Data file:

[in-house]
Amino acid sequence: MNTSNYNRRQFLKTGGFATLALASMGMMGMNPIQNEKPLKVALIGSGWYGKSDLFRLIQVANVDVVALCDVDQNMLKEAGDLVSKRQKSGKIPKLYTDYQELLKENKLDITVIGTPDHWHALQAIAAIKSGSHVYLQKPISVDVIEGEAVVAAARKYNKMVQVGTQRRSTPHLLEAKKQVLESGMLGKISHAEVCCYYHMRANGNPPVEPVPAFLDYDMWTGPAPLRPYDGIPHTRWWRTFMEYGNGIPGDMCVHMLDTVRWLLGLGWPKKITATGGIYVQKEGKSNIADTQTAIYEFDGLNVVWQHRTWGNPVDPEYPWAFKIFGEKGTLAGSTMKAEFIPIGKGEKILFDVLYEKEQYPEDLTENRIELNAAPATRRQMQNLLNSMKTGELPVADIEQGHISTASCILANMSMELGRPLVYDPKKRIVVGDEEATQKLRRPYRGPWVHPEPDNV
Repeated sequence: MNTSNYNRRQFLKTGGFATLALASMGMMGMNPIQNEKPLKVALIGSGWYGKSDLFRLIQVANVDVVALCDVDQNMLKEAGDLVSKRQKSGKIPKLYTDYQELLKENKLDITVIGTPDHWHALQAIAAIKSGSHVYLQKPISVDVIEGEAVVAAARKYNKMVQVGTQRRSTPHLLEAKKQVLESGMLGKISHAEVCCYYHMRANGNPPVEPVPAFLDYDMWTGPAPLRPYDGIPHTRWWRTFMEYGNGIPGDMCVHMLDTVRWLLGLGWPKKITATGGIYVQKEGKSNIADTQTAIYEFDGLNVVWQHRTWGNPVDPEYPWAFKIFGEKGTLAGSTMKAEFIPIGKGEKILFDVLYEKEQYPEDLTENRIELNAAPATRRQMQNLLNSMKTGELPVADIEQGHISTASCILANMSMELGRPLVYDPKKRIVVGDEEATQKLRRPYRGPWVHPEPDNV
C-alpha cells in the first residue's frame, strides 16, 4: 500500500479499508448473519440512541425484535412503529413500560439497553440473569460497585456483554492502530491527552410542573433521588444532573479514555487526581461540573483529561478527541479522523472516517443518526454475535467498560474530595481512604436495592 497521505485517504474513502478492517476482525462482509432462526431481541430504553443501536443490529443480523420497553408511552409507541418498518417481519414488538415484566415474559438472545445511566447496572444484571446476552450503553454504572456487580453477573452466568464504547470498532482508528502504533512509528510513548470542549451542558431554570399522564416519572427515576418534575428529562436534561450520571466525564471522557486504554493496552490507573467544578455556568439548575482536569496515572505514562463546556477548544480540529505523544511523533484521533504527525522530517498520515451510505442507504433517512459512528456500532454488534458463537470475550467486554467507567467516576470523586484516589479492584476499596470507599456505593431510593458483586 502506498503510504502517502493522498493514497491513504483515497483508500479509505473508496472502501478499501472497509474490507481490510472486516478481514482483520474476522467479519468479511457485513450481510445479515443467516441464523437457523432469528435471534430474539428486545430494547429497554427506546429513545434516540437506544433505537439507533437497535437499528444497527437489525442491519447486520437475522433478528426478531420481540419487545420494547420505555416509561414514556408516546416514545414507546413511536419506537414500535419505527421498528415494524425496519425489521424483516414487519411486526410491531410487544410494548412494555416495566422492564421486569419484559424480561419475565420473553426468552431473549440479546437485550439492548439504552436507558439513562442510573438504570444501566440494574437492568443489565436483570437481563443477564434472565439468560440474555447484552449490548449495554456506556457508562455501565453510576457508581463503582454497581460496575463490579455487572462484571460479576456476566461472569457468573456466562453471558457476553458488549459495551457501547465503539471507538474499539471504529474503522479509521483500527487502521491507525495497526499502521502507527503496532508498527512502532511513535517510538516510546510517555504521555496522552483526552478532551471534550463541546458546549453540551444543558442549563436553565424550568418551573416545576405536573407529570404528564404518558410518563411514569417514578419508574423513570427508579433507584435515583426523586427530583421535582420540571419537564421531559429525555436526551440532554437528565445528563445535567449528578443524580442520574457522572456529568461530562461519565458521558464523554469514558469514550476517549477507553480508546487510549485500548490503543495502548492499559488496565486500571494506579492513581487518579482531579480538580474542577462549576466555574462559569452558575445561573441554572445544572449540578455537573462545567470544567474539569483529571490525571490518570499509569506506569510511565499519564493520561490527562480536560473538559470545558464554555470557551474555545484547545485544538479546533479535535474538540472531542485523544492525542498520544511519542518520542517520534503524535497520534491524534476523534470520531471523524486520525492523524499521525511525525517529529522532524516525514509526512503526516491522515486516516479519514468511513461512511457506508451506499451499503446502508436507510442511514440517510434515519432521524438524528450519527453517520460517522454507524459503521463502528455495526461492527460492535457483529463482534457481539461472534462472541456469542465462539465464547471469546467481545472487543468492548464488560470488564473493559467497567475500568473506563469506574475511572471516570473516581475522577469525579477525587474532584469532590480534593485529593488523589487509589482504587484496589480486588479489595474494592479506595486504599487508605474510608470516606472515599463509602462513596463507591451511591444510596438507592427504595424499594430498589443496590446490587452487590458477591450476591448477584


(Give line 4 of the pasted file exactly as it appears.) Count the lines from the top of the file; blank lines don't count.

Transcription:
C-alpha cells in the first residue's frame, strides 16, 4: 500500500479499508448473519440512541425484535412503529413500560439497553440473569460497585456483554492502530491527552410542573433521588444532573479514555487526581461540573483529561478527541479522523472516517443518526454475535467498560474530595481512604436495592 497521505485517504474513502478492517476482525462482509432462526431481541430504553443501536443490529443480523420497553408511552409507541418498518417481519414488538415484566415474559438472545445511566447496572444484571446476552450503553454504572456487580453477573452466568464504547470498532482508528502504533512509528510513548470542549451542558431554570399522564416519572427515576418534575428529562436534561450520571466525564471522557486504554493496552490507573467544578455556568439548575482536569496515572505514562463546556477548544480540529505523544511523533484521533504527525522530517498520515451510505442507504433517512459512528456500532454488534458463537470475550467486554467507567467516576470523586484516589479492584476499596470507599456505593431510593458483586 502506498503510504502517502493522498493514497491513504483515497483508500479509505473508496472502501478499501472497509474490507481490510472486516478481514482483520474476522467479519468479511457485513450481510445479515443467516441464523437457523432469528435471534430474539428486545430494547429497554427506546429513545434516540437506544433505537439507533437497535437499528444497527437489525442491519447486520437475522433478528426478531420481540419487545420494547420505555416509561414514556408516546416514545414507546413511536419506537414500535419505527421498528415494524425496519425489521424483516414487519411486526410491531410487544410494548412494555416495566422492564421486569419484559424480561419475565420473553426468552431473549440479546437485550439492548439504552436507558439513562442510573438504570444501566440494574437492568443489565436483570437481563443477564434472565439468560440474555447484552449490548449495554456506556457508562455501565453510576457508581463503582454497581460496575463490579455487572462484571460479576456476566461472569457468573456466562453471558457476553458488549459495551457501547465503539471507538474499539471504529474503522479509521483500527487502521491507525495497526499502521502507527503496532508498527512502532511513535517510538516510546510517555504521555496522552483526552478532551471534550463541546458546549453540551444543558442549563436553565424550568418551573416545576405536573407529570404528564404518558410518563411514569417514578419508574423513570427508579433507584435515583426523586427530583421535582420540571419537564421531559429525555436526551440532554437528565445528563445535567449528578443524580442520574457522572456529568461530562461519565458521558464523554469514558469514550476517549477507553480508546487510549485500548490503543495502548492499559488496565486500571494506579492513581487518579482531579480538580474542577462549576466555574462559569452558575445561573441554572445544572449540578455537573462545567470544567474539569483529571490525571490518570499509569506506569510511565499519564493520561490527562480536560473538559470545558464554555470557551474555545484547545485544538479546533479535535474538540472531542485523544492525542498520544511519542518520542517520534503524535497520534491524534476523534470520531471523524486520525492523524499521525511525525517529529522532524516525514509526512503526516491522515486516516479519514468511513461512511457506508451506499451499503446502508436507510442511514440517510434515519432521524438524528450519527453517520460517522454507524459503521463502528455495526461492527460492535457483529463482534457481539461472534462472541456469542465462539465464547471469546467481545472487543468492548464488560470488564473493559467497567475500568473506563469506574475511572471516570473516581475522577469525579477525587474532584469532590480534593485529593488523589487509589482504587484496589480486588479489595474494592479506595486504599487508605474510608470516606472515599463509602462513596463507591451511591444510596438507592427504595424499594430498589443496590446490587452487590458477591450476591448477584